Most organic farmers are
motivated by more than economic objectives - their aim is to
optimize land, animal, and plant interactions, preserve natural
nutrient and energy flows, and enhance biodiversity, all of which
contribute to sustainable agriculture.
They have adopted many
of the soil and water protection and conservation techniques used to
combat erosion, compaction, salinization and other forms of
degradation. Their use of crop rotations, organic manure and mulches
improves soil structure and encourages development of a vigorous
population of soil micro-organisms. Mixed and relay cropping provide
a more continuous soil cover and thus a shorter period when the soil
is fully exposed to the erosive power of the rain, wind and sun.
Organic farmers also employ natural pest controls - eg.
biological control, plants with pest control properties - rather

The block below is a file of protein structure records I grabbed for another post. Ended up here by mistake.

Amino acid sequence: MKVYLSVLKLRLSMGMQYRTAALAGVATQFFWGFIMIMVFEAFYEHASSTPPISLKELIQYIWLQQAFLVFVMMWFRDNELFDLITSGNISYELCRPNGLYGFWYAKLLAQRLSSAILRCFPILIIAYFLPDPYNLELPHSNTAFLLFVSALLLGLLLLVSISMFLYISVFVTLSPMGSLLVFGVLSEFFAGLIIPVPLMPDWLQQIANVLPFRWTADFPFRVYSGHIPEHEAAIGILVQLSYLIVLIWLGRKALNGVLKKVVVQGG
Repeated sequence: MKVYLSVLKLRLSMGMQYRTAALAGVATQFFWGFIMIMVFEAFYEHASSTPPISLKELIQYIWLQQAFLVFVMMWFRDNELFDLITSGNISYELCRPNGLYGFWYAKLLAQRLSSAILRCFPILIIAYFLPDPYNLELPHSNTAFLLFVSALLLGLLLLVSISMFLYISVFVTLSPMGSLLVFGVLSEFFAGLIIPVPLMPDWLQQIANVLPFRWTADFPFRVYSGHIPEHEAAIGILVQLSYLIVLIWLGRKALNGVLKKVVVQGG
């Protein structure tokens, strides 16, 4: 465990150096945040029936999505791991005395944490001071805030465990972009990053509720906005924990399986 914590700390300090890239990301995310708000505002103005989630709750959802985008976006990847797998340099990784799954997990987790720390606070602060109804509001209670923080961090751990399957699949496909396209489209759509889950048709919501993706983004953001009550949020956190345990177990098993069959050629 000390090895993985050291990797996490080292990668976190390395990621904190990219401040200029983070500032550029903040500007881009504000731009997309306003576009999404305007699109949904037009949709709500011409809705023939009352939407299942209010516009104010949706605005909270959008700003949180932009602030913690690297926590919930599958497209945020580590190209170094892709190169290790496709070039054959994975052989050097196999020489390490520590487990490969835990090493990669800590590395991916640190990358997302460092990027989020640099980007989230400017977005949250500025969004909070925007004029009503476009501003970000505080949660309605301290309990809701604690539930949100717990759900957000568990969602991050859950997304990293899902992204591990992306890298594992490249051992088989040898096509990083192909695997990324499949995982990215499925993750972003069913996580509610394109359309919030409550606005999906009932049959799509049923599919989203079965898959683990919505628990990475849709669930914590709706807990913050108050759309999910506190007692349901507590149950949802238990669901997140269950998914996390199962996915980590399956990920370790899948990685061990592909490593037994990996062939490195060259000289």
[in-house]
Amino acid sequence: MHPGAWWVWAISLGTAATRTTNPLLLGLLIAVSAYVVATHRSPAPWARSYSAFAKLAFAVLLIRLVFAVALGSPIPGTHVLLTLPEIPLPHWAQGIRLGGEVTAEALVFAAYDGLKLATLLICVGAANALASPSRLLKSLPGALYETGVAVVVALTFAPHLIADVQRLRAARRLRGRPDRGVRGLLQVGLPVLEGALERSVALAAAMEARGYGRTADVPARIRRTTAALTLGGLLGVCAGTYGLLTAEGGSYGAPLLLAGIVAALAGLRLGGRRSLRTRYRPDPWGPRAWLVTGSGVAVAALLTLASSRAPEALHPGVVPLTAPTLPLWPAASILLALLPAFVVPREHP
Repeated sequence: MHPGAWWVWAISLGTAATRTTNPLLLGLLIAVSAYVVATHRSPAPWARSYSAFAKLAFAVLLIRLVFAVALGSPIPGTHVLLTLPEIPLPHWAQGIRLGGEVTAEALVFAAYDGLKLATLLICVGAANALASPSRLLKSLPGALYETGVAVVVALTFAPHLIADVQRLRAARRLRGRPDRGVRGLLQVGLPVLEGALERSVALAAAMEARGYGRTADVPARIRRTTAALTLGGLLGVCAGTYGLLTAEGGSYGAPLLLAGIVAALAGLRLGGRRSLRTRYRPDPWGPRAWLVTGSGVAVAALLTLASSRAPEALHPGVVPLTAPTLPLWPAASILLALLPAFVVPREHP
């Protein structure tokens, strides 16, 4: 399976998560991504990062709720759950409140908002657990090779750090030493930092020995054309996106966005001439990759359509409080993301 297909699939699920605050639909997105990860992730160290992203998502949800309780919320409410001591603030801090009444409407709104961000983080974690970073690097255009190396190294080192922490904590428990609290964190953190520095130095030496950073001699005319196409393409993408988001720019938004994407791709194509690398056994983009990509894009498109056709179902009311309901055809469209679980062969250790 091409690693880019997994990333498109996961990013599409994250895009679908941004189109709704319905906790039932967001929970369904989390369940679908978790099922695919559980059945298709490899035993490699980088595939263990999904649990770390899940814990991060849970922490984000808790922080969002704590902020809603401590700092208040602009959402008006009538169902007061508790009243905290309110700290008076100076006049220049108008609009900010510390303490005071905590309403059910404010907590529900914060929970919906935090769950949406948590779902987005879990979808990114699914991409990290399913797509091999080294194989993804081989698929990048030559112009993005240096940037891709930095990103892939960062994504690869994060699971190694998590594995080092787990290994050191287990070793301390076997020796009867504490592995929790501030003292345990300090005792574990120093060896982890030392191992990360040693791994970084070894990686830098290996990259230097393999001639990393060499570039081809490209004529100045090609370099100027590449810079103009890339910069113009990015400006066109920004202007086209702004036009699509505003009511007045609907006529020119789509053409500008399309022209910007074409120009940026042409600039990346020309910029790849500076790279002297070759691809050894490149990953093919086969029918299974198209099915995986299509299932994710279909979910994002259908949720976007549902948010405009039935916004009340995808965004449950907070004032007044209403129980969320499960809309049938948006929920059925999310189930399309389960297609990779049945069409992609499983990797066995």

than synthetic pesticides which, when misused, are known to kill
beneficial organisms, cause pest resistance and often pollute water
and land. Reduction in the use of toxic synthetic pesticides, which
poison an estimated three million people each year, should lead to
improved health of farm families.
Eliminating the use of
synthetic nitrogenous fertilizer greatly lowers the risks of
nitrogen contamination of water, while crop rotation is a widely
used method of fertility maintenance and pest and disease control.
Most certification programmes restrict the use of mineral
fertilizers, which may instead be necessary to supplement organic
manure produced on the farm. However, natural and organic
fertilizers from outside the farm (e.g. rock phosphate, potash,
guano, seaweed, slaughterhouse by-products, ground limestone,
seaweed, wood-ash) may also used .
Finally, crop rotations
encourage a diversity of food crops, fodder and under-utilized
plants which, in addition to improving overall farm production and
fertility, may assist in the on-farm conservation of plant genetic
resources. Integrating livestock into the system adds income through
organic meat, eggs and dairy products, as well as draught animal
power. Tree crops and on-farm forestry integrated into the system
provide shade and windbreaks while providing food, income, fuel and
wood. Integrated agri-aquaculture may also be found within diverse
organic agricultural systems.